tackles are like starting pitching in baseball. If you want even a below-average veteran you're going to have to pay.— Eric Eager (@PFF_Eric) March 9, 2021
Tier 2: Needs attention
If the Broncos hold onto Von Miller they shouldn’t do much if anything in the veteran market. Maybe Jeremiah Attaochu or a similar player if they can get him back for less $2 million annually. This isn’t meant as hate for Attaochu, who outperformed his 2020 salary. It’s just the reality of the position group. Barring injury there won’t be many snaps to go around with Miller, Bradley Chubb, and Malik Reed ahead of them on the depth chart.
The outlook here doesn’t change as much as you’d think if Miller departs. The top of the edge market isn’t as good as it looks from afar. Matthew Judon and Bud Dupree aren’t likely to replicate their recent performances in a new situation, Melvin Ingram could be cooked, and Shaq Barrett looks likely to return to Tampa Bay. The smart play minus Von would be to try and sign an ED3 who can fill in if Chubb misses time again. Easier said than done, as edge is a position group where anyone with a lick of juice secures the bag in free agency.
Fortunately, this edge class has quite a few players who both fit the Fangio defense and could be available around the back half of round one and into day two. If Reed and Chubb are starting, a rookie would have a part time role to acclimate to the league. I’ve had a chance to do my first dive into this edge class and while there isn’t a Chase Young or Bosa brother at the top it has a ton of developmental starters.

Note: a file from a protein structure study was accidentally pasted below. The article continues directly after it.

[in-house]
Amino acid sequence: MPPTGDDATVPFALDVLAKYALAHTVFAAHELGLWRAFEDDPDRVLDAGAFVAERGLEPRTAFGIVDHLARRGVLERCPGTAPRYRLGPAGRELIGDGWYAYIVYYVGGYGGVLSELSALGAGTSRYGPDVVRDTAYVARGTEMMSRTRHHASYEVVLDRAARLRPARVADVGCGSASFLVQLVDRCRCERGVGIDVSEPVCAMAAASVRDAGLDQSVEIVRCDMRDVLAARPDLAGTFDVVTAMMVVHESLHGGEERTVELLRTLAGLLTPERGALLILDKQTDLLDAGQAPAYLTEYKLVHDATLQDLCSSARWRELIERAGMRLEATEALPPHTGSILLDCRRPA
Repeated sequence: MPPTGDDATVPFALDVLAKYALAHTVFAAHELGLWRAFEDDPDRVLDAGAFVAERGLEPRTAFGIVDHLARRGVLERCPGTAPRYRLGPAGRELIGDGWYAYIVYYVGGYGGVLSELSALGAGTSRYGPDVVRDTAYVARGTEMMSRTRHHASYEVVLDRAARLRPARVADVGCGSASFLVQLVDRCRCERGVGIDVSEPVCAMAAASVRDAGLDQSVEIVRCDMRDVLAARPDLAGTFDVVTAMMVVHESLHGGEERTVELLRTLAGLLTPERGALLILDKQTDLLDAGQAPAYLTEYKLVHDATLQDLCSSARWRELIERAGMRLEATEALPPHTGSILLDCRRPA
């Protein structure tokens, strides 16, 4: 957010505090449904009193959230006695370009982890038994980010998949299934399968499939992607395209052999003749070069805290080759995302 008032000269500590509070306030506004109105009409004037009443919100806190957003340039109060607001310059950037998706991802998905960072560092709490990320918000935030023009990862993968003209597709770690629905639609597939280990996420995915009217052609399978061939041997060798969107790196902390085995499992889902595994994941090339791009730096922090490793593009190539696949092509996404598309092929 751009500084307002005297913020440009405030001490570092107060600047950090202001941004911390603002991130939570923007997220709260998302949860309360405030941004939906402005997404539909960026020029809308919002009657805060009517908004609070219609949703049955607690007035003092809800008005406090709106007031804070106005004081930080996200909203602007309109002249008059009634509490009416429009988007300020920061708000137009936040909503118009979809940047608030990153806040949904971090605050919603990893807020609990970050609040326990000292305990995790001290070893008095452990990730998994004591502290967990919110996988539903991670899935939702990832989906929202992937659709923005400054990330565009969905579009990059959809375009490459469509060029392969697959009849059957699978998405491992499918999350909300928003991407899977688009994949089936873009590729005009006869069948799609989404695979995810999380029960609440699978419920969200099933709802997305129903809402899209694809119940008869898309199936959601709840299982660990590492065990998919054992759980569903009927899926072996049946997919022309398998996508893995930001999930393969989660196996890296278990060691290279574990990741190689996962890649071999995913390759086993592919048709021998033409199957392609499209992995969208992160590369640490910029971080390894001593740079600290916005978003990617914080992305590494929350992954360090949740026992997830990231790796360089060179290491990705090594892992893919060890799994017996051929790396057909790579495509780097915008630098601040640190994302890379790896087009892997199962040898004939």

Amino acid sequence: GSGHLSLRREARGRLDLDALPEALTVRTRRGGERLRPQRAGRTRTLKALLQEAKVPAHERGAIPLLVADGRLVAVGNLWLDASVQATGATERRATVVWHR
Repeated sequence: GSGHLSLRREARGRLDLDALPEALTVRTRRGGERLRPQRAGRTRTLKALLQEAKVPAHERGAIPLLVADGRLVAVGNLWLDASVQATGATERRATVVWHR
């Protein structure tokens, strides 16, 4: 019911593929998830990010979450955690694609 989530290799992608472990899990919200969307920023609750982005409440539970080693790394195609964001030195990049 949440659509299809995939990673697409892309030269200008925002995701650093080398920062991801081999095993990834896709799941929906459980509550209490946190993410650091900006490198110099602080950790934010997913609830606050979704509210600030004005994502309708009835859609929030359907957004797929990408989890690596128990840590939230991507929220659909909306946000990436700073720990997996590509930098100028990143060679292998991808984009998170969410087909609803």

SIS gave 17 players a grade of 6.5 (lower-end starter. 2 down player or plus pass rusher) or better and there’s seven they consider strong starters including Jayson Oweh. I made a point to speak with Todd about Oweh as he wrote his scouting report for the SIS guide. While I’m concerned about Oweh’s lack of sacks and need to check out the tape, Todd mentioned that it’s his combination of run defense and rare straight-line speed that intrigues him. Landing with Fangio could give the 6’4 250 lb. freak a chance to develop his rush plan on the way to dominating the league.
In recent days there’s been talk in Broncos Country that an extension could make sense for Kareem Jackson. At first glance this makes sense as Jackson’s been quite good and an extension could help to lower a cap hit that currently ranks among the highest at his position. It seems short sighted if you dig in though, as he’s going to turn 33-years old before the opening round of the NFL Draft. If Jackson’s axed this safety market does have a few players who make sense for the Fangio defense, but the Broncos ought to bring in a rookie.
Last week I studied TCU’s Trevon Moehrig and came away intrigued by both of the Horned Frog’s safeties. Ar’Darius Washington is going to be a controversial evaluation this year because he’s only 5’8 and about 179 lbs. but he gave me hints of Kareem Jackson. Both Moehrig and Washington received 6.9 grades from SIS, which projects to an eventual “strong starter who plays on all 3 downs.”
TCU plays out of a two high structure, which provides an easy projection into Fangio’s defense.
It’s rare to see a safety who is 5’8/178. It’s even more rare for that player to make opponents flinch.— Lance Zierlein (@LanceZierlein) March 8, 2021
Ar’Darius Washington plays like he’s 6’2/220 sometimes. pic.twitter.com/DBCK8Bzm4w
Linebacker is typically one of the easiest positions to find affordable veteran talent, so even if Paton signs a second or third wave free agent it could work out. It’d make sense for Paton to sign someone like Eric Wilson and then look to capitalize on the linebacker class in the NFL daft.